Originally posted by KatieLimb Well, I am the OP, and my first HIM went so well last August I am training for my second, StG 70.3 in 4 weeks. It is good to see this thread pop up again and read some good advice. I think that I did everything right as far as my race plan went. I seriously felt great until the last two miles of the run when my legs were finally like "ENOUGH ALREADY". I think the key advice is to relax, trust your training and nail your nutrition, but be prepared for adjustments as necessary. The race ended up being a ton hotter than was anticipated or what I had trained in, and I ended up taking salt tabs in the race, and I hadn't done before. I know it was a huge risk, but luckily it worked okay. Another piece of advice I grabbed race morning in transition from a 6x Ironman was if at any point your legs burn, you are going to hard, and you will hate yourself later. Ease up, gear down, or whatever you need to to save it for later. For someone that likes to race be RPE and not by numbers, HR, or anything else, that was great advice. I finished in 6:20, #8 in my age group and felt good 90% of the race. The last two miles of the run though were sheer survival. Glad to see this thread pop up again, you guys give tons of good advice that was very helpful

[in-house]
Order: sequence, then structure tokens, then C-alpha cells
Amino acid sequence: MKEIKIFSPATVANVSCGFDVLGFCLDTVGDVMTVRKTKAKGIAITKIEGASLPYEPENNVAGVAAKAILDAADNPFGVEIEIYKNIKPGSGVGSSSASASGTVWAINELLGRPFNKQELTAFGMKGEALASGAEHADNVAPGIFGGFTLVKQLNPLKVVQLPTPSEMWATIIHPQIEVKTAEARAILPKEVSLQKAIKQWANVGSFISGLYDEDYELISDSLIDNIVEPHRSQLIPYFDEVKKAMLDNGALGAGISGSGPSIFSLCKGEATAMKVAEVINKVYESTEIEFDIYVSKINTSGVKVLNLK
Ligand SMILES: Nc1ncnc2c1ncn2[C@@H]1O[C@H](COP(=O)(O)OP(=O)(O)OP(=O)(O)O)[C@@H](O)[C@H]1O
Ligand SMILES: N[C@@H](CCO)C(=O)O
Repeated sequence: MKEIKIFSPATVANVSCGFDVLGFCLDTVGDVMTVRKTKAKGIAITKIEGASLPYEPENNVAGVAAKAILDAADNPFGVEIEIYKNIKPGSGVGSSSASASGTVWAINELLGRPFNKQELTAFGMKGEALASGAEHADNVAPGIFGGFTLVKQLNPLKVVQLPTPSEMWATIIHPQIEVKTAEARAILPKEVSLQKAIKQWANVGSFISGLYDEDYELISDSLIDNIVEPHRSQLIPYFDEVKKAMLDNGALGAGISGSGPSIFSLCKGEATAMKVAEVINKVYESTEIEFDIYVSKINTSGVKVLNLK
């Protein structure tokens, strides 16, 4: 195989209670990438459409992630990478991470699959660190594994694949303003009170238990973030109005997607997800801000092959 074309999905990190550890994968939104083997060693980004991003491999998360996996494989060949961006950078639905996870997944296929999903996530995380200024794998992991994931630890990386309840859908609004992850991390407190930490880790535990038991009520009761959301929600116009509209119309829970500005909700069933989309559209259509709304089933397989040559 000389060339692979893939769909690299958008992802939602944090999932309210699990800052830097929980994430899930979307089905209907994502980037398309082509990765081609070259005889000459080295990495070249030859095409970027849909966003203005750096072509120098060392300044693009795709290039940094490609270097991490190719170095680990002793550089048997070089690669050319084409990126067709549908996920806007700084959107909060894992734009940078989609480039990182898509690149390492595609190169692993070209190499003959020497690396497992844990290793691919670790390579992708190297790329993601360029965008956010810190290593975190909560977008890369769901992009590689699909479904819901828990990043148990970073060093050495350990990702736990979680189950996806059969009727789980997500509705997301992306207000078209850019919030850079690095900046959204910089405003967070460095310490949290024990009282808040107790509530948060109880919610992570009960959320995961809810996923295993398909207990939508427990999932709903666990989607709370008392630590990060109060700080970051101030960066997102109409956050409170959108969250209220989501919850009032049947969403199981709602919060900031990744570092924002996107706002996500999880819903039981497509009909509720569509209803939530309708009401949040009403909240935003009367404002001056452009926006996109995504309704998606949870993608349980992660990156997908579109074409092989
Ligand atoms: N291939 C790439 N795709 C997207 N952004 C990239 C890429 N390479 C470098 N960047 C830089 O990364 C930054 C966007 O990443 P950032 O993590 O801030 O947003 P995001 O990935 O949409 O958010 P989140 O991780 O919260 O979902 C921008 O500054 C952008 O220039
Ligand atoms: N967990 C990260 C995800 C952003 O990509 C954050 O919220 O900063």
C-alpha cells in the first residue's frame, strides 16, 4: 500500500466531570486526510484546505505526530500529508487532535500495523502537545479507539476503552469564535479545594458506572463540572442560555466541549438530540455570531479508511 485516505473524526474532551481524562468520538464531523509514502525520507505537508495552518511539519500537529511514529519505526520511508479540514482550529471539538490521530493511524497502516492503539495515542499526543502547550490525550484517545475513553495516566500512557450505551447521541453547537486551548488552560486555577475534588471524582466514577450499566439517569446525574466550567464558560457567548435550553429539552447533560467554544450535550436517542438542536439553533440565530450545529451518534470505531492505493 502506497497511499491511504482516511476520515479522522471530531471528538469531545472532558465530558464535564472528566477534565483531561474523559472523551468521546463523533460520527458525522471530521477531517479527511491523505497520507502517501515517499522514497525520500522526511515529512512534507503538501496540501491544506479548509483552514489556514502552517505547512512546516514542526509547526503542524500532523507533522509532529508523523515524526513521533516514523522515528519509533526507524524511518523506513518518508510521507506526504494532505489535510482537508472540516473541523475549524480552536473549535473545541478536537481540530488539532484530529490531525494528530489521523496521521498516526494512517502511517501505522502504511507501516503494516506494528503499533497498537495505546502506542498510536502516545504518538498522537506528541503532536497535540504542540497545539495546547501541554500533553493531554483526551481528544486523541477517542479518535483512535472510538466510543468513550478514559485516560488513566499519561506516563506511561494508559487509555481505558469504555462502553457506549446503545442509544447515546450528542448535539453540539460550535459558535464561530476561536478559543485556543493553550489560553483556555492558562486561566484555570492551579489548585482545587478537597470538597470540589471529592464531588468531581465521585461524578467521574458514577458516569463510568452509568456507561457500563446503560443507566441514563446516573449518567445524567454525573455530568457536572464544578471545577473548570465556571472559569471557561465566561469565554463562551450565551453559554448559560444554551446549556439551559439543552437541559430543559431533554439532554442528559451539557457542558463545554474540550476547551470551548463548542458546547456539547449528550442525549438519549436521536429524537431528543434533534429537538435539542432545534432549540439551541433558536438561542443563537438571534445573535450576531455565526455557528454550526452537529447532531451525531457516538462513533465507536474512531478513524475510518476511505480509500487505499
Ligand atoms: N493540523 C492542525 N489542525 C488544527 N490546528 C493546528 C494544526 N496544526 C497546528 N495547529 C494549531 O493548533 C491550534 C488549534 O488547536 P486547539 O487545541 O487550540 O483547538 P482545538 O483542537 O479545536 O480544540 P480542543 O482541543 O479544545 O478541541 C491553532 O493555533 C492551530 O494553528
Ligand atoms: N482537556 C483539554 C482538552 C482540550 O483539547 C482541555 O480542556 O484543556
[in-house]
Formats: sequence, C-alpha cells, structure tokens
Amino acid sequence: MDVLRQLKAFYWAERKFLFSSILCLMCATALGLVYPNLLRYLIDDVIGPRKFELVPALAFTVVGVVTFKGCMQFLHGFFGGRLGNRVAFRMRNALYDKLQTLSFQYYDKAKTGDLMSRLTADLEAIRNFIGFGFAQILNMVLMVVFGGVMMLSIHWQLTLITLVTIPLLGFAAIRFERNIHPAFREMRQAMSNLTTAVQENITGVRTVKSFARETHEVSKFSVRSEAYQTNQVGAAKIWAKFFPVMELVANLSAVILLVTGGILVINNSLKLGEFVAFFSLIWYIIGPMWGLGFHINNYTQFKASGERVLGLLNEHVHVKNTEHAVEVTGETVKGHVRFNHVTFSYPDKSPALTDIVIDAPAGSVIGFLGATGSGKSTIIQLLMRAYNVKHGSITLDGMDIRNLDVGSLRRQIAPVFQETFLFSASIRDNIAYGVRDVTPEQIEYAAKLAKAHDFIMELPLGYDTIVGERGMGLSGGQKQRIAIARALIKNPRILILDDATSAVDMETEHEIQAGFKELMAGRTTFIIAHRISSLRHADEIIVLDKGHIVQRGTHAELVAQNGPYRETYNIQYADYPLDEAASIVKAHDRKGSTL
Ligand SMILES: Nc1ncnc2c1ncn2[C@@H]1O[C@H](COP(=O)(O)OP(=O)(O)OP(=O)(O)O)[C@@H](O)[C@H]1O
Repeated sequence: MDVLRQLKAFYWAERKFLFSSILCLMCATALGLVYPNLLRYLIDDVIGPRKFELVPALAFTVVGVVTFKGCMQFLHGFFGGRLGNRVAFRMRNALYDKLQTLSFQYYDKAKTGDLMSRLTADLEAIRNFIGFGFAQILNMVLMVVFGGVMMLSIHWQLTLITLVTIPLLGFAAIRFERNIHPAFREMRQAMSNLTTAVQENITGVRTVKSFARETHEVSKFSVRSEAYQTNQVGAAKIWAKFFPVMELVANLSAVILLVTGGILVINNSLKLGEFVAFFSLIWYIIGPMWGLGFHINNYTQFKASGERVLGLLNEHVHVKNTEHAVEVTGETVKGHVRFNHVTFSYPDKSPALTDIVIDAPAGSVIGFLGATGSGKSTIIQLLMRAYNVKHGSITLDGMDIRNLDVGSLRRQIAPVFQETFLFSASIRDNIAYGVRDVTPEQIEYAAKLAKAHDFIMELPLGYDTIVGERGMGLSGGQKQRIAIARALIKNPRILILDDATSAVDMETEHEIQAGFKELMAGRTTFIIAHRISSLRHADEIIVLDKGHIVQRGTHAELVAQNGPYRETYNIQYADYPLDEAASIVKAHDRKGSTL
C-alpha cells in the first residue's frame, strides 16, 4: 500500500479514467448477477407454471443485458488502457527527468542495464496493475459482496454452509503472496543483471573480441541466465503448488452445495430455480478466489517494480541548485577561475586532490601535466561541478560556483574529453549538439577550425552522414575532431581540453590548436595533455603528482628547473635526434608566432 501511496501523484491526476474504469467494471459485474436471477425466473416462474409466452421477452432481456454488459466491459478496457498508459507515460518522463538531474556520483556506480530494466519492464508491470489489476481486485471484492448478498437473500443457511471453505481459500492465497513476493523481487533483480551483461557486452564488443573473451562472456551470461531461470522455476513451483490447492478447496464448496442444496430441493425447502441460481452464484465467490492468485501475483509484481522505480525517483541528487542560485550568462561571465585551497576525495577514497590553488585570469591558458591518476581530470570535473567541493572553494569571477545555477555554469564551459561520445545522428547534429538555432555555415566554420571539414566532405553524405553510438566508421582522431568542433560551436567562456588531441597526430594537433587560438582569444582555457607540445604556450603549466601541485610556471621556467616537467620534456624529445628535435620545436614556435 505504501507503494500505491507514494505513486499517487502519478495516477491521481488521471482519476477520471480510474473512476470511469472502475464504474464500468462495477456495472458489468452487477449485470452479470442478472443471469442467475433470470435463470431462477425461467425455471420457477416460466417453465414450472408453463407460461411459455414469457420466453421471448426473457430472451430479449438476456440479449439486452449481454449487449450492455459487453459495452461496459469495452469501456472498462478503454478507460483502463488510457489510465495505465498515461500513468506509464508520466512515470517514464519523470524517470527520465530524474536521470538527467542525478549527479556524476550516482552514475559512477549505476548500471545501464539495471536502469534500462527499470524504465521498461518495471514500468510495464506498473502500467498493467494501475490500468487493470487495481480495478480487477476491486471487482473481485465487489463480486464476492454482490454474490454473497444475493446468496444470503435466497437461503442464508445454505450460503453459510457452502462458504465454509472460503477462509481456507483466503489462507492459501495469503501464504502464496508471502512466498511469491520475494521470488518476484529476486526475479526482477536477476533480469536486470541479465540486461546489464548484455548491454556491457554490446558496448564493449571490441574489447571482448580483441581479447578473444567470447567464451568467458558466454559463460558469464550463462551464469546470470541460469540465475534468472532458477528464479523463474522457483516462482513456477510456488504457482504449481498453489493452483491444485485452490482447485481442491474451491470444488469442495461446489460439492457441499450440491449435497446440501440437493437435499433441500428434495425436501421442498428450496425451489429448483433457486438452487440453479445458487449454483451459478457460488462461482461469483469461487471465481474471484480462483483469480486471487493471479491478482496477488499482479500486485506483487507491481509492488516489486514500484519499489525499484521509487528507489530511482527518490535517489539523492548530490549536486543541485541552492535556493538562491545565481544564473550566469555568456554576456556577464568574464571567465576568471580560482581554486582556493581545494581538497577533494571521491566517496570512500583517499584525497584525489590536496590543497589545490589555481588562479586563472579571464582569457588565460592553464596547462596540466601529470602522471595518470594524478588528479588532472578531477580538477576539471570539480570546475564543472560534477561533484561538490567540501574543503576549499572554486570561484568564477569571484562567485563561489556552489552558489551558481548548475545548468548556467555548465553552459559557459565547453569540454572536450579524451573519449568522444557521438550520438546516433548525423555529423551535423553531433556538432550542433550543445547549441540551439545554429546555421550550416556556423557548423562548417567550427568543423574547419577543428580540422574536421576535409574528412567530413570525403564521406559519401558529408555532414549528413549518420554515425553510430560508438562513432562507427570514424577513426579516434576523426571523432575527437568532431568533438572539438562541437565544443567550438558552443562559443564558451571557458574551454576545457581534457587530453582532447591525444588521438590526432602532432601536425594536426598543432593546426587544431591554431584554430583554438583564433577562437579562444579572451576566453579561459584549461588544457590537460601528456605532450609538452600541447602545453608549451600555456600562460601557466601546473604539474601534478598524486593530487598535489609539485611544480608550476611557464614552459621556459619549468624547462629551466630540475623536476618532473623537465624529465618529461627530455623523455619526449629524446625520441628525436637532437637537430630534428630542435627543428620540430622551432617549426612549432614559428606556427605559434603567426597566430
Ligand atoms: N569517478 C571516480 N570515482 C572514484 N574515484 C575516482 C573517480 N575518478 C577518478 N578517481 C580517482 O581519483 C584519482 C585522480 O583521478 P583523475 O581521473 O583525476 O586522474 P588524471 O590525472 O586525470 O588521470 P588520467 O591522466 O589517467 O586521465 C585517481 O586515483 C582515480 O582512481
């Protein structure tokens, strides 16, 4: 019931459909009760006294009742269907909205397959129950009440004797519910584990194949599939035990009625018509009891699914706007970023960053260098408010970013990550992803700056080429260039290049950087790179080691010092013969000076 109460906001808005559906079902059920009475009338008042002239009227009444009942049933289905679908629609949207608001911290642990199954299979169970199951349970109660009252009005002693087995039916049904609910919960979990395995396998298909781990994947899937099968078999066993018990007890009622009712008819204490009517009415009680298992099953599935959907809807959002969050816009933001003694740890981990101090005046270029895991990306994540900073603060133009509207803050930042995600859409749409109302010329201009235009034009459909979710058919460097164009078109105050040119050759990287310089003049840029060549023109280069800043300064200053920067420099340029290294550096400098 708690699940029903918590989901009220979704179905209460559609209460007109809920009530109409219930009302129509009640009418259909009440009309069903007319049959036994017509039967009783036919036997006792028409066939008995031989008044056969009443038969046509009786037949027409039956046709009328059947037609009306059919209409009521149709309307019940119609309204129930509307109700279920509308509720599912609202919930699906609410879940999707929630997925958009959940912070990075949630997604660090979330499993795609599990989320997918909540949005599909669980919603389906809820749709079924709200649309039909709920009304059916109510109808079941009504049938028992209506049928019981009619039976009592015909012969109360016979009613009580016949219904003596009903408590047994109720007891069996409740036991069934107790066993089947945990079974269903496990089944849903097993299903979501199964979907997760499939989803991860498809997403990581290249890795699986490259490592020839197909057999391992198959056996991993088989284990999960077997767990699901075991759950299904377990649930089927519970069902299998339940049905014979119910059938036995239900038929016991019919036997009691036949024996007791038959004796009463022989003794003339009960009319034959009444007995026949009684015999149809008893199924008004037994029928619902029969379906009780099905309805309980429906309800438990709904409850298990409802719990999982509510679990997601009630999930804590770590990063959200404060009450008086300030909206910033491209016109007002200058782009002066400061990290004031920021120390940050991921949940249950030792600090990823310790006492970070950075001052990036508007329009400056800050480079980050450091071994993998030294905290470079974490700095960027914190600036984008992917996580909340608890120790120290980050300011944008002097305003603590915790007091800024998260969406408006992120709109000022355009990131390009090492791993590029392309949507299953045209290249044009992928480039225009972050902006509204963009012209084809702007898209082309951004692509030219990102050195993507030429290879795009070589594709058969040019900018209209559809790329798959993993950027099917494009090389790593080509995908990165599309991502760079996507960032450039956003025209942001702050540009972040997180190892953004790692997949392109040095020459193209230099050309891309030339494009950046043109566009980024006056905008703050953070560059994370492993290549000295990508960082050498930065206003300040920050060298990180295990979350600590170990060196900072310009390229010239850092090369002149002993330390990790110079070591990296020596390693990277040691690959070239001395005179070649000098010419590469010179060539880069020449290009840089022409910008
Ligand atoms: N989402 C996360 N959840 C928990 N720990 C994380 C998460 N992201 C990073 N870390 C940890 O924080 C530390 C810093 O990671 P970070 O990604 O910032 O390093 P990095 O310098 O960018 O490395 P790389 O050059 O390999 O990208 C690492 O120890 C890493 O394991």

Thanks for coming back to the thread to let us know how it went!

Great job and good luck at St George!

2014-04-03 12:33 PM
in reply to: zed707

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Subject: RE: What did you wish you knew before jumping to 70.3?
One last good one. If traveling to the race from a good distance do not try to get home that night stay in the hotel one more night it will decrease your stress. I had one race where my flight left 4 hours after I finished and I had a 2 hour drive to the airport.
2014-04-03 8:02 PM
in reply to: BuckHamilton

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Subject: RE: What did you wish you knew before jumping to 70.3?
St. George is awesome. Enjoy it and although everyone talks about how hard Snow Canyon is on the bike, the run is an absolute beast.


2014-04-09 8:26 AM
in reply to: psuross92

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Subject: RE: What did you wish you knew before jumping to 70.3?
One thing I've learned that I pass on to first timers is: On the run, as you are dumping water over your head, and ice down the front and back of your top, eventually your socks are going to become a sloshing mess! I now carry an extra pair to swap out about mid run. May just be me, but it makes a difference.
2014-04-09 9:03 AM
in reply to: Shaggy101

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Subject: RE: What did you wish you knew before jumping to 70.3?

Originally posted by Shaggy101 One thing I've learned that I pass on to first timers is: On the run, as you are dumping water over your head, and ice down the front and back of your top, eventually your socks are going to become a sloshing mess! I now carry an extra pair to swap out about mid run. May just be me, but it makes a difference.

That's one of the reasons I race in wool socks.  They don't get nearly as 'sloshy'.  Super comfortable.

 

2014-04-13 5:05 AM
in reply to: TriMyBest

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Subject: RE: What did you wish you knew before jumping to 70.3?